By Keith Goble, Land Line state legislative editor
The list of states to prohibit all drivers from texting while at the wheel continues to grow.
Maine recently became the 33rd state to outlaw the practice. Meanwhile, lawmakers in other states continue to pursue their own texting bans.
Gov. Paul LePage signed into law a bill to outlaw the distracting practice on Maine roadways. The state already has a distracted driving law, which prohibits any activity that isn’t necessary to the operation of the vehicle and that could reasonably be expected to impair the driver.
Effective this September, the new law singles out texting while driving. Violators would face $100 fines.
LePage said drivers are seen all too often trying to multitask as they head down the road.
“Texting is addictive, and doing it while you are driving is very dangerous,” LePage said in a statement. “Making this dangerous behavior a violation is a good way to get people to recognize the seriousness of the activity.”
U.S. Transportation Secretary Ray LaHood praised the bill signing. He called it a “crucial step to improve safety and save lives on Maine roads.”
Efforts to curb the distracted driving practice await the signatures of governors in Nevada and Texas.
In Nevada, a bill includes the texting provision, but it goes a step further to limit devices used to talk with while driving. The ban would make Nevada the ninth state to prohibit use of hand-held cell phones while at the wheel.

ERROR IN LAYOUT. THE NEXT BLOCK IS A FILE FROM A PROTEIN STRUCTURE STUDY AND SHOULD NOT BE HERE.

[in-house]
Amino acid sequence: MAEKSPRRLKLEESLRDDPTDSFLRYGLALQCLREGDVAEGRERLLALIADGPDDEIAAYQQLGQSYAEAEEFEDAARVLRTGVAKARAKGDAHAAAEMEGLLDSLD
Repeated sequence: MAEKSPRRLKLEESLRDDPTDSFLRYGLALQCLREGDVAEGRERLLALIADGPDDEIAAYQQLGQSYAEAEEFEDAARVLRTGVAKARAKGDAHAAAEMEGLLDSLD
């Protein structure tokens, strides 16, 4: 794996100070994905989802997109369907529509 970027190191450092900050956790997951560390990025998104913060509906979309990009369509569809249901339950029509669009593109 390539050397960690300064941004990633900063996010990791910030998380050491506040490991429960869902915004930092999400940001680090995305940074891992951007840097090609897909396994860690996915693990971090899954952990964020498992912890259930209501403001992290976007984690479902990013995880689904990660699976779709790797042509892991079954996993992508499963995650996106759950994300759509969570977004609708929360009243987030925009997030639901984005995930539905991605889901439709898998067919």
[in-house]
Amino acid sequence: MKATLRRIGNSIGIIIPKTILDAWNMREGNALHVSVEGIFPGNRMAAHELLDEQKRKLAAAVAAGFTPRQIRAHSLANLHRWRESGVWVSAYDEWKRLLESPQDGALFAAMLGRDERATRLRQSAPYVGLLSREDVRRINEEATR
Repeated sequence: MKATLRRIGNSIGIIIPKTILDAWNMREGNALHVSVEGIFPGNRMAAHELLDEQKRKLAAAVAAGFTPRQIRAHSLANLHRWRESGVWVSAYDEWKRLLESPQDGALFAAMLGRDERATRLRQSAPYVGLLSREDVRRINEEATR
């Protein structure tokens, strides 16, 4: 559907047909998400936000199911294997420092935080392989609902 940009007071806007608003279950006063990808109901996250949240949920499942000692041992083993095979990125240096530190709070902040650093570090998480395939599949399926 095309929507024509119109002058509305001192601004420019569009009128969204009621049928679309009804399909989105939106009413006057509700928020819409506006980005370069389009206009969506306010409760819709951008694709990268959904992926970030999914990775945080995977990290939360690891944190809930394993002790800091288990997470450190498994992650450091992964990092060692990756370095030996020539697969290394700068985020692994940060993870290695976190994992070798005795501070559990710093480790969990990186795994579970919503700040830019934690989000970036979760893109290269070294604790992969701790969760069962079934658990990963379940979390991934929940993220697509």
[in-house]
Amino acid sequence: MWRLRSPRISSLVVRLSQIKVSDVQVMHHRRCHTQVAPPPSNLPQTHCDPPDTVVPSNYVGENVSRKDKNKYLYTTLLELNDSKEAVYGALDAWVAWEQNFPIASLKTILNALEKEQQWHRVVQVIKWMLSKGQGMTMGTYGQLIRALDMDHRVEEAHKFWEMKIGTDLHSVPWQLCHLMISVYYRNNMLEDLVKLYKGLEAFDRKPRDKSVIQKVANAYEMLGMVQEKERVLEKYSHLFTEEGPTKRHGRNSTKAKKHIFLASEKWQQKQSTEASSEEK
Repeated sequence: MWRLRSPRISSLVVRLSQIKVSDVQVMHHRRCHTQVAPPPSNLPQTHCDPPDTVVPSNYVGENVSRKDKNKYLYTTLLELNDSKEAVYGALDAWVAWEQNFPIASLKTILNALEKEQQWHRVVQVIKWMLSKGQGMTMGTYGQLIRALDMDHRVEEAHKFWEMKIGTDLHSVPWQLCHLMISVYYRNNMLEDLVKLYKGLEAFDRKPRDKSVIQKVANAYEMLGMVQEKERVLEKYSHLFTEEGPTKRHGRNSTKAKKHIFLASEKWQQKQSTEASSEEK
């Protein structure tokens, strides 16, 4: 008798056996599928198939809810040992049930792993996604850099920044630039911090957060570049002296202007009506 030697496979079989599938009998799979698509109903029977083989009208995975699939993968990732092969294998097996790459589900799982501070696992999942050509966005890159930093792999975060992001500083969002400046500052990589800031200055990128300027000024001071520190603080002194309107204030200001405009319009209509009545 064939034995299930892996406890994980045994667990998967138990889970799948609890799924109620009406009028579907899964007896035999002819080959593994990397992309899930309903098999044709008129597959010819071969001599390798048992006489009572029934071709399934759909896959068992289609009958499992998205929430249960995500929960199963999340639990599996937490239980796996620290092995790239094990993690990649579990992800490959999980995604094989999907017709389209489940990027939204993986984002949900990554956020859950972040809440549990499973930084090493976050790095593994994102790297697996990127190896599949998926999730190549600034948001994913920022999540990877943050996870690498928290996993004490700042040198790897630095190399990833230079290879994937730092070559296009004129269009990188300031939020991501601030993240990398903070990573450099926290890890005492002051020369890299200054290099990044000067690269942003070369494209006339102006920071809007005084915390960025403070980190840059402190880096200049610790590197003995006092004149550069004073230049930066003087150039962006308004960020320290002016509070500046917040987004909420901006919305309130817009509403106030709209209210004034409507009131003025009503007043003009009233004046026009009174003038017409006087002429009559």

The Texas version is intended to reduce occurrences of distracted driving. It forbids texting, instant messaging and emailing. In addition to fines, violators would face a license suspension, community supervision and completion of a driving safety course.
Pennsylvania lawmakers must settle their differences in a similar effort. The Senate approved a bill to make text messaging and talking on hand-held cell phones by drivers a primary offense, which would authorize police to pull over drivers solely for texting.
The bill now moves to the House where a separate effort does not include the hand-held cell phone provision.
During the past year, about a dozen states have acted to outlaw the distracted driving practice. In the past few weeks, the governors in Indiana and North Dakota have added their states to the list where texting is a no-no while behind the wheel.
The Indiana law takes effect July 1. North Dakota’s ban kicks in Aug. 1.
In addition to action at statehouses, texting has also been a topic of discussion at the federal level. A federal rule that bans the practice while driving a commercial vehicle was issued a year ago.
The Owner-Operator Independent Drivers Association supports the federal ban, but OOIDA opposes the next step being taken by the FMCSA to restrict drivers’ use of hand-held cellphones.
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